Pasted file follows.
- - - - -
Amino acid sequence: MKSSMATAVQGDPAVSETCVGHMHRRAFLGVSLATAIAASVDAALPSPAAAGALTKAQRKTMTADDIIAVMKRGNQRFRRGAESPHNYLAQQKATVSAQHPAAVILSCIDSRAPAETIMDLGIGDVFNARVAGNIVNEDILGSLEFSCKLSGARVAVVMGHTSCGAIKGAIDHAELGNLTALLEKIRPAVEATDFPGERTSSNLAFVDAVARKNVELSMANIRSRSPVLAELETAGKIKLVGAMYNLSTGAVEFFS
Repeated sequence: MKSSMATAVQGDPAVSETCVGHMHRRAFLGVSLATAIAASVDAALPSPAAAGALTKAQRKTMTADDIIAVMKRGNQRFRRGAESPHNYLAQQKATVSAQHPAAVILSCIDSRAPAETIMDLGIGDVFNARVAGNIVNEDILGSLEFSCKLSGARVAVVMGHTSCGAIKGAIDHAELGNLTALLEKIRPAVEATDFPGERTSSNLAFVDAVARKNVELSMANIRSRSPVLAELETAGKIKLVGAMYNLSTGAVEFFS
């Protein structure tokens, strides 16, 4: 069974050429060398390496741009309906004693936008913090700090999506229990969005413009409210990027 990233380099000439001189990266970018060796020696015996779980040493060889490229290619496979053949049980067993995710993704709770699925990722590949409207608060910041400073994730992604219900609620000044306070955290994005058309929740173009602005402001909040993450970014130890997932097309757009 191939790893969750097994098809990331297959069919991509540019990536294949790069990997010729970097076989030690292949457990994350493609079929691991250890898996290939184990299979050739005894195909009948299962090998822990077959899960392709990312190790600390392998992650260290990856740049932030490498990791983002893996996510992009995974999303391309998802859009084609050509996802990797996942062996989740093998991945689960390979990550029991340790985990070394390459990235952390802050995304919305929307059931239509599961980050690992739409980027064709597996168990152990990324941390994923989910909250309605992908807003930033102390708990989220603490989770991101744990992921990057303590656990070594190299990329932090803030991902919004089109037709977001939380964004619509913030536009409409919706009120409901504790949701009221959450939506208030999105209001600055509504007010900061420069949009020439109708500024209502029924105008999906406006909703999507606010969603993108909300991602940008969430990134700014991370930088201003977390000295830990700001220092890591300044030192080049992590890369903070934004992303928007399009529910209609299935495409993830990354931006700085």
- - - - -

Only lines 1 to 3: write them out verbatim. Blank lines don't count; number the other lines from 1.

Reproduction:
Amino acid sequence: MKSSMATAVQGDPAVSETCVGHMHRRAFLGVSLATAIAASVDAALPSPAAAGALTKAQRKTMTADDIIAVMKRGNQRFRRGAESPHNYLAQQKATVSAQHPAAVILSCIDSRAPAETIMDLGIGDVFNARVAGNIVNEDILGSLEFSCKLSGARVAVVMGHTSCGAIKGAIDHAELGNLTALLEKIRPAVEATDFPGERTSSNLAFVDAVARKNVELSMANIRSRSPVLAELETAGKIKLVGAMYNLSTGAVEFFS
Repeated sequence: MKSSMATAVQGDPAVSETCVGHMHRRAFLGVSLATAIAASVDAALPSPAAAGALTKAQRKTMTADDIIAVMKRGNQRFRRGAESPHNYLAQQKATVSAQHPAAVILSCIDSRAPAETIMDLGIGDVFNARVAGNIVNEDILGSLEFSCKLSGARVAVVMGHTSCGAIKGAIDHAELGNLTALLEKIRPAVEATDFPGERTSSNLAFVDAVARKNVELSMANIRSRSPVLAELETAGKIKLVGAMYNLSTGAVEFFS
């Protein structure tokens, strides 16, 4: 069974050429060398390496741009309906004693936008913090700090999506229990969005413009409210990027 990233380099000439001189990266970018060796020696015996779980040493060889490229290619496979053949049980067993995710993704709770699925990722590949409207608060910041400073994730992604219900609620000044306070955290994005058309929740173009602005402001909040993450970014130890997932097309757009 191939790893969750097994098809990331297959069919991509540019990536294949790069990997010729970097076989030690292949457990994350493609079929691991250890898996290939184990299979050739005894195909009948299962090998822990077959899960392709990312190790600390392998992650260290990856740049932030490498990791983002893996996510992009995974999303391309998802859009084609050509996802990797996942062996989740093998991945689960390979990550029991340790985990070394390459990235952390802050995304919305929307059931239509599961980050690992739409980027064709597996168990152990990324941390994923989910909250309605992908807003930033102390708990989220603490989770991101744990992921990057303590656990070594190299990329932090803030991902919004089109037709977001939380964004619509913030536009409409919706009120409901504790949701009221959450939506208030999105209001600055509504007010900061420069949009020439109708500024209502029924105008999906406006909703999507606010969603993108909300991602940008969430990134700014991370930088201003977390000295830990700001220092890591300044030192080049992590890369903070934004992303928007399009529910209609299935495409993830990354931006700085």